Revisiting ROUGH TRADE

 

The Present Tense is gearing up for ROUGH TRADE II that begins in just 1 week.  ROUGH TRADE II is an exchange between live artists working in Boston and Chicago.  The Present Tense has selected 6 artists to represent Boston in a public event to be held at Defibrillator Gallery on September 7th and 8th,2012.  Defibrillator Gallery’s Artistic and Executive Director, Joseph Ravens, has selected a group of artists to share their work in Boston at MassArt’s The Pozen Center on September 21st and 22nd, 2012.

This exchange is designed to highlight and build bridges between the powerful communities of action-based artists that currently reside in Chicago and Boston.  In addition to the live events, The Present Tense will produce a series of interviews with each participating artist that will be featured here!  This will bring ROUGH TRADE II to an international audience.  To view details about the live events and learn more about participating artists, check out the press release.

In 2007, The Present Tense collaborated with Joseph Ravens to organize their first artist exchange.  This was such a successful collaboration that we decided to revisit it.  The Present Tense dug through the archives to share some of the pieces that were made during ROUGH TRADE I.  Enjoy!

 

 

 

Noelle Mason was suspended from the ceiling and attached to a keg. As people drank throughout the evening, she was lowered to the ground. Mason created this piece both in Boston and Chicago. Due to restrictions of the space, Noelle had to use Root Beer in Boston. Needless to say, the root beer was not as popular as the beer she used in Chicago, but the Boston audience was happy to engage in other ways. This is footage from this piece.

Noelle Mason from The Present Tense on Vimeo.

 

 

Sandrine Schaefer unrolled 75 feet of red carpet over the duration of 4 hours, creating a red line across the space. Inside, she had speakers attached to her face that played a chaotic sound piece composed of American wrestlers challenging one another. The sound could only be heard by the curious who came close to her body.

SandrineSchaefer “Survival of the Fittest Part 1” from The Present Tense on Vimeo.

 

In this durational piece made in Boston, artist, Mouseman was installed with his head inside of a column for several hours. He recited information about mice organizing to overthrow human-created structures. The audience was invited to listen through headphones.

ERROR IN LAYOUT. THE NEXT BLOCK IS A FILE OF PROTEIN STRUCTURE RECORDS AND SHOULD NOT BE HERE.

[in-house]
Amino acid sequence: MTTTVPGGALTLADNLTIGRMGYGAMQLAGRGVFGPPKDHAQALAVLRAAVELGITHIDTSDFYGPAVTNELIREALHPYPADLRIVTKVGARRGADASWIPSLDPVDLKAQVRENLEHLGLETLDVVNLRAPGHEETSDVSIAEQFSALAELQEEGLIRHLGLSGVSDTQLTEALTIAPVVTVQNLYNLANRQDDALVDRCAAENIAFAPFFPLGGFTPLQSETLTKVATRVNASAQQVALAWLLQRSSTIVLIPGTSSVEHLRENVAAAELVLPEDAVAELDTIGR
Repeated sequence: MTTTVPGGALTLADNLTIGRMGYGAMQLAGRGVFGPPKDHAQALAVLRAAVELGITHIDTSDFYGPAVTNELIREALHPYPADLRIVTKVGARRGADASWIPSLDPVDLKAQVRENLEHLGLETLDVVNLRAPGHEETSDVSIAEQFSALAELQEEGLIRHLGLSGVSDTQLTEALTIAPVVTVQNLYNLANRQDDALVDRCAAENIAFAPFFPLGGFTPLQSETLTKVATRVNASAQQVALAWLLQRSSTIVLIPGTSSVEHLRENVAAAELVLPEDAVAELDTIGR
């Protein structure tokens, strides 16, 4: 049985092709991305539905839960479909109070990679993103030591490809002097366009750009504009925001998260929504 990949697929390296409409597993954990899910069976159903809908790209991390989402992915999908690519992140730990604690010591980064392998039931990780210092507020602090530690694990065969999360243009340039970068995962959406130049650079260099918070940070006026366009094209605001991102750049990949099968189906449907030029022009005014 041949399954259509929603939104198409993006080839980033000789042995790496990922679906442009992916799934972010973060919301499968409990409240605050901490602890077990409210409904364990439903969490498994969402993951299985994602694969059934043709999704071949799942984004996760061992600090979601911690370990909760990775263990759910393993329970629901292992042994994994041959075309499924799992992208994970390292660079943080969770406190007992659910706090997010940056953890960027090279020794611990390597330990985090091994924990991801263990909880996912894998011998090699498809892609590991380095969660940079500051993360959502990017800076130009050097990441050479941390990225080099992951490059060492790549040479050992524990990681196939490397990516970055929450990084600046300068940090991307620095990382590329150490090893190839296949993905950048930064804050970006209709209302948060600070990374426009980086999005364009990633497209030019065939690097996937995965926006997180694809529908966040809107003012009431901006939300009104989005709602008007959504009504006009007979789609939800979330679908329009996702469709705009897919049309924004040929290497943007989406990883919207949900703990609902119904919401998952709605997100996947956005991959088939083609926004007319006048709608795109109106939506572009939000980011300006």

Mouseman @ Rough Trade I (Boston) from The Present Tense on Vimeo.

 

Play all three videos together to get a sense of the soundscape of ROUGH TRADE I‘s Boston event.

Currently, ROUGH TRADE II is made possible by the generosity of our immediate art communities  (we are paying for everything out of pocket).  Please visit the project’s Kickstarter to help us raise funds for this exchange!

 

Kid Epicene @ Contaminate II

In 2002, I saw “Juggling Gender,” a documentary on Jennifer Miller, a modern day bearded lady. Jennifer’s confidence, sultry voice, and overall spirit sent me spiraling into the depths of infatuation. From this moment on, I became intoxicated by the idea of growing my very own beard. Several chin hairs have emerged with age, but not enough to qualify as dream beard material. Enter Kid Epicene, a then Boston-based artist and the possessor of a beautiful female beard.
In the piece, she created for Contaminate II, Kid Epicene begins by accentuating the beard I always wanted. After a haircut given by a member of the audience, she proceeded to cover herself in tomatoes, wrap herself in plastic, while drinking beer and cooking a steak. My description sounds as though this piece could be filed into the vault of present day regurgitations of “feminist performance art” from the 70’s. However, it was Kid’s acknowledgement of the monotony and inherent potential of gender that actually made this piece less about gender and more about hope. Hope…what a fundamental and profound place for art to be derived from. Despite my fine blond chin hairs, experiencing this piece left me confident that I could have a beard of epic proportions if I truly wanted it. It left me inspired by the idea of truly living through and ultimately beyond social restrictions of any kind.